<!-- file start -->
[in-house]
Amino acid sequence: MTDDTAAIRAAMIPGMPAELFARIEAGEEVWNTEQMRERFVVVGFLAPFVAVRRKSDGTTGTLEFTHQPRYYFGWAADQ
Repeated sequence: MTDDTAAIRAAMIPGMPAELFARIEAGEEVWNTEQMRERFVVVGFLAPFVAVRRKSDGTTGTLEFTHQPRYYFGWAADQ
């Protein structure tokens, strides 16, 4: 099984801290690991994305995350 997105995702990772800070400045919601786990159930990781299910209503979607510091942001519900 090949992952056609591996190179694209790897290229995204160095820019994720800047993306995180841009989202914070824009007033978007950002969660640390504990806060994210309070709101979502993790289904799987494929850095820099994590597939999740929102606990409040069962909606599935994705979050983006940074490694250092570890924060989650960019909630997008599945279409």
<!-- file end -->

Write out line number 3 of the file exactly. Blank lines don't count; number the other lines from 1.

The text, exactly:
Repeated sequence: MTDDTAAIRAAMIPGMPAELFARIEAGEEVWNTEQMRERFVVVGFLAPFVAVRRKSDGTTGTLEFTHQPRYYFGWAADQ